While employers remain committed to offering health and productivity programs, they are frustrated by the inability of many workers to change their health habits. In an effort to encourage healthy behaviors, a growing number of employers are tightening their requirements for workers to receive financial incentives, according to the 15th Annual NBGH/Towers Watson Employer Survey on Purchasing value in Health Care, conducted by consultancy Towers Watson and the National Business Group on Health (NBGH), a nonprofit association of large U.S. employers. Survey questions were fielded from November 2009 through January 2010, with responses from 507 employers of 1,000 or more employees that employ 11.5 million workers.

For many employers, participation is no longer enough to earn an incentive, the survey found:

In 2010, more than half (53 percent) of large U.S. employers offer financial incentives to workers who enroll in health engagement activities, such as weight management and smoking cessation programs.

More than one-third of employers (37 percent) reward only those workers who meet the company’s requirements for completion of a health engagement activity.

Almost one-third (29 percent) only reward members who participate in multiple activities.

Still, most employers (93 percent) have no plans to eliminate their health promotion programs, and 83 percent have no plans to cancel or delay adding new ones.

“Employers are frustrated by their employees’ low use of expensive health improvement programs,” said Ted Nussbaum, senior consultant at Towers Watson. “As employers continue to empower workers to be more health focused, they are beginning to target and reward those workers who demonstrate a real commitment to making positive lifestyle changes.”

Cost Controls

The NBGH/Towers Watson survey showed that employers demonstrate dramatic differences in their ability to keep health care cost increases in check. The survey identified a group of “consistent performing” companies that have held cost increases below the median trend for the previous four years:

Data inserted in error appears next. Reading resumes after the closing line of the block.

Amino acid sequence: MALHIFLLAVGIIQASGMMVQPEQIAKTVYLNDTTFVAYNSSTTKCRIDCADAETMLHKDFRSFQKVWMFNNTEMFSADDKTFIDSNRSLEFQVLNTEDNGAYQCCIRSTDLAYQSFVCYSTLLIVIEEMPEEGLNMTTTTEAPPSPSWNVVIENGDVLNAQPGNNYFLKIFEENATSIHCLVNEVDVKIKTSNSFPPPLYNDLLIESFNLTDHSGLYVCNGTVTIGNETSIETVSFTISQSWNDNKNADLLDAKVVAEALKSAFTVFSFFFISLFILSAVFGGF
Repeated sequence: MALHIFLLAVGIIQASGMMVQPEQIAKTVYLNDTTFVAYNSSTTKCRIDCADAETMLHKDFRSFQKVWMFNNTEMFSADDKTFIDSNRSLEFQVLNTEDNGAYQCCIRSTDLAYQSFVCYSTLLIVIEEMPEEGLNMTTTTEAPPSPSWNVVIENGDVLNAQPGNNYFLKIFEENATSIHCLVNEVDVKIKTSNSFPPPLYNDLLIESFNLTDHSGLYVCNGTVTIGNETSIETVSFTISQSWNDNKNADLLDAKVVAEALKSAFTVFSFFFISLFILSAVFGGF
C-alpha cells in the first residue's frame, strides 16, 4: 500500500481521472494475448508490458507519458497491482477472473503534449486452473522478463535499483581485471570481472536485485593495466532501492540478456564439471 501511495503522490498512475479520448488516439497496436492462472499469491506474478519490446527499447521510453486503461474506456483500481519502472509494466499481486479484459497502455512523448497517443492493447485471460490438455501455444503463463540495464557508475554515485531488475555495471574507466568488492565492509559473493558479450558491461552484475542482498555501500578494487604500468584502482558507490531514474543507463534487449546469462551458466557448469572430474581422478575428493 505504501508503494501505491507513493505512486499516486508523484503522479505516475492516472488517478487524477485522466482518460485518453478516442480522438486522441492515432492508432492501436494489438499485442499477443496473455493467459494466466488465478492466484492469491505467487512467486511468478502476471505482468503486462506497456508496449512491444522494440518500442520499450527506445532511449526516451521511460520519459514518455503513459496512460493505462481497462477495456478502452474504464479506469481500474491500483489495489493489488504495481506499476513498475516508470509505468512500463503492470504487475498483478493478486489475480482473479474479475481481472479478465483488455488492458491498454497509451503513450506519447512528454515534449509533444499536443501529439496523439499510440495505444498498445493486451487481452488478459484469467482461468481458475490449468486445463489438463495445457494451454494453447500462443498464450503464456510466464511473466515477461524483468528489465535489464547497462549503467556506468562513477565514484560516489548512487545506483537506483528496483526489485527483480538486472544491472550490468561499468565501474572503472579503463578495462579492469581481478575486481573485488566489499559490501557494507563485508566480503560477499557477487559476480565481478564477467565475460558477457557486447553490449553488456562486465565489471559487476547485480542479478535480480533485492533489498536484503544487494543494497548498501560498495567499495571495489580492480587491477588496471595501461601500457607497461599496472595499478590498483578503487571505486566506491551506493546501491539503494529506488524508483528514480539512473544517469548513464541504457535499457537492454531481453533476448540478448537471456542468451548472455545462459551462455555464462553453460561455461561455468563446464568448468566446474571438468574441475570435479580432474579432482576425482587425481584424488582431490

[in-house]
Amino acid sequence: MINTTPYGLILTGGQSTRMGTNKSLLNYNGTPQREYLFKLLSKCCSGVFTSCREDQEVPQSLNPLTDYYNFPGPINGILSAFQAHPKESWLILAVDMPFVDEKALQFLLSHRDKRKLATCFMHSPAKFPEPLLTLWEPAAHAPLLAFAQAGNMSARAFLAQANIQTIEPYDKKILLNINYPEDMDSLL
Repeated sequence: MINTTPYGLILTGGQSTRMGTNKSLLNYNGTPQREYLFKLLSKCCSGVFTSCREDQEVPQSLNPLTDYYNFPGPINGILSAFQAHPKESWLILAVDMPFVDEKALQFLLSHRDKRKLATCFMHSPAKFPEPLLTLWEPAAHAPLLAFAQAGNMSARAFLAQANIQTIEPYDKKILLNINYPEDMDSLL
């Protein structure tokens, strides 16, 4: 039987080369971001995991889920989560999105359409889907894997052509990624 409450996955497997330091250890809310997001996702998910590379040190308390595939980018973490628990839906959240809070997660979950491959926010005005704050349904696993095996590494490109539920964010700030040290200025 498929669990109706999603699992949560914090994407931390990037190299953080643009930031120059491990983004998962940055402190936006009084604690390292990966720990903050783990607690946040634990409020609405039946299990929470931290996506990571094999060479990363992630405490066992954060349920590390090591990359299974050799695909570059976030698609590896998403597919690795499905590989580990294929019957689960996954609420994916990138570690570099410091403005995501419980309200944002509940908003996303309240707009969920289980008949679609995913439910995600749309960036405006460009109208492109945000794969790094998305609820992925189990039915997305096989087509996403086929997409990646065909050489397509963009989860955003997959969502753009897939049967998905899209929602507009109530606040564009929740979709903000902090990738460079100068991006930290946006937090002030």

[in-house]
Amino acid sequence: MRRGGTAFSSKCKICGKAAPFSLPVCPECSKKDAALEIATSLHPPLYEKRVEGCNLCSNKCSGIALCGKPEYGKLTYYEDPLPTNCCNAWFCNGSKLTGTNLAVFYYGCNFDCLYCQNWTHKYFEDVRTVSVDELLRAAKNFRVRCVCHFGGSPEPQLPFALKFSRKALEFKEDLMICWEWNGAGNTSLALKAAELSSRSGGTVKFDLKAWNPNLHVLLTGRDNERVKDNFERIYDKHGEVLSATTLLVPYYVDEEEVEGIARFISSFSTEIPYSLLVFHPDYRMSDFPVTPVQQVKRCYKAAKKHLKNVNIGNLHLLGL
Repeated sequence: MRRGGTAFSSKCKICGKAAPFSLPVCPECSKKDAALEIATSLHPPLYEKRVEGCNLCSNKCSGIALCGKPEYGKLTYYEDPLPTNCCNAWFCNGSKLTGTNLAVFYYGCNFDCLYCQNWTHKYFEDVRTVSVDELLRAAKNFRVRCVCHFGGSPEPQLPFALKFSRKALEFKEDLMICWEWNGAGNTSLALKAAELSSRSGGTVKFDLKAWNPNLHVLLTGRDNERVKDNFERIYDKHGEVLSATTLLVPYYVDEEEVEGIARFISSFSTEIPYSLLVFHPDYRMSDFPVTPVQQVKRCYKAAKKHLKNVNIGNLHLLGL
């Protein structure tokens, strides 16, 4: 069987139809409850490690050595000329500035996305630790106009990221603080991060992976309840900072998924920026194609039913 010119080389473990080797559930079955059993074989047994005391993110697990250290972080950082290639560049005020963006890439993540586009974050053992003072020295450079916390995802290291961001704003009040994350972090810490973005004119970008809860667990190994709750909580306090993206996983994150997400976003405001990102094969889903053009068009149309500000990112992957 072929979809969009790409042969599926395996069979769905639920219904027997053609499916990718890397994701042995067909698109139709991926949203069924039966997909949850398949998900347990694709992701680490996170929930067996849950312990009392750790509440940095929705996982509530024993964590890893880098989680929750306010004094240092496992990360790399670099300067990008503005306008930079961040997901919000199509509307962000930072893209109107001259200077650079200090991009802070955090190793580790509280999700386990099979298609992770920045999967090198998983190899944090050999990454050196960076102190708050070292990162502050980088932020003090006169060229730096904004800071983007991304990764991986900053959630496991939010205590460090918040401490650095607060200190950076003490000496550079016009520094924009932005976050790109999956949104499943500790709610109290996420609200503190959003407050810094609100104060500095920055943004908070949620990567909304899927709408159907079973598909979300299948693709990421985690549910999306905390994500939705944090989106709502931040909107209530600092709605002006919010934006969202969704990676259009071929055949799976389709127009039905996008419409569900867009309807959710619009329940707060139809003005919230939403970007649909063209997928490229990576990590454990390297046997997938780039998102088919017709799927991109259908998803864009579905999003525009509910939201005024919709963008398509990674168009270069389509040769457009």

Consistent performers experienced a median cost increase of just 2.1 percent over the last four years compared with 6.8 percent for all companies.

Consistent performers separate themselves from poorer performing companies in five areas:

Appropriate financial incentives.

Effective information delivery.

Metrics and evidence.

Quality care.

Health and productivity.

Consistent performers spent $6,536 per employee on health care benefits in 2009—nearly $1,200 less per employee than for all survey respondents.

“Employers can learn from the companies that consistently hold down health costs year after year,” said Ron Fontanetta, a senior consultant at Towers Watson. “These employers are doing more than just making temporary changes to individual programs. Consistent performing companies offer a wide array of integrated health initiatives and appropriate financial incentives. Over time, the savings are significant.”

Turning to Consumer-Directed Plans

Interest in consumer-directed health plans (CDHPs) continues to expand among employers and their workers:

Just over half (54 percent) of companies offer a CDHP in 2010, and that number is expected to grow to 61 percent in 2011.

Nearly half (46 percent) of companies that offer a CDHP report at least 20 percent of their workers enrolled, an increase of nearly 70 percent in five years.

Companies with high levels of CDHP enrollment report lower costs:

Those with at least 50 percent of their workers enrolled in a CDHP report average annual costs per employee of nearly $1,000 less than at non-CDHP companies.

Nearly 60 percent of survey respondents indicate their workers pay premiums that are at least 30 percent less than those for traditional co-pay plans.

Other findings include:

In 2010, 38 percent of companies will offer a health savings account (HSA), with an additional 7 percent expected to do so in 2011.

In 2010, 46 percent of employers will provide coverage for use of retail clinics, up from 36 percent in 2009.

In 2010, 57 percent of employers will encourage plans and service providers to give workers access to online medical records, up from 54 percent in 2009.

Stephen Miller is an online editor/manager for SHRM.

Job Finder

Find an HR Job Near You
Post a Job


Find the Right Vendor for Your HR Needs

SHRM’s HR Vendor Directory contains over 10,000 companies

Search & Connect